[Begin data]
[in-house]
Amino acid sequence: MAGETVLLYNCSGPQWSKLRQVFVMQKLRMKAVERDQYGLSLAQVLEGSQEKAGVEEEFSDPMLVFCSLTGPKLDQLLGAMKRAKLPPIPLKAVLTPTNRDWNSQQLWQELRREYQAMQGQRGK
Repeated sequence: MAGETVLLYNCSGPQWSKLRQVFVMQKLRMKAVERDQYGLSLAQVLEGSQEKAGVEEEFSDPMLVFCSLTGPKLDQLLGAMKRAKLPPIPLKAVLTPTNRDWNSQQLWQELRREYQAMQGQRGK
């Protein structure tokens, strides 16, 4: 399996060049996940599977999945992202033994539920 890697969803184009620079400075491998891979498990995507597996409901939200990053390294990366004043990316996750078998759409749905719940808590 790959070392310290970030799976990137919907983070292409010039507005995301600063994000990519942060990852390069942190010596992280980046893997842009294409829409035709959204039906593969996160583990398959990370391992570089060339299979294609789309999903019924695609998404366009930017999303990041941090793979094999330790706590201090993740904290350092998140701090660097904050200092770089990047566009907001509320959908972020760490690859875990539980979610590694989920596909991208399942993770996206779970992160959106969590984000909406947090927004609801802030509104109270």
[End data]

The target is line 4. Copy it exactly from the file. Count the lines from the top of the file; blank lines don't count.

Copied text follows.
């Protein structure tokens, strides 16, 4: 399996060049996940599977999945992202033994539920 890697969803184009620079400075491998891979498990995507597996409901939200990053390294990366004043990316996750078998759409749905719940808590 790959070392310290970030799976990137919907983070292409010039507005995301600063994000990519942060990852390069942190010596992280980046893997842009294409829409035709959204039906593969996160583990398959990370391992570089060339299979294609789309999903019924695609998404366009930017999303990041941090793979094999330790706590201090993740904290350092998140701090660097904050200092770089990047566009907001509320959908972020760490690859875990539980979610590694989920596909991208399942993770996206779970992160959106969590984000909406947090927004609801802030509104109270």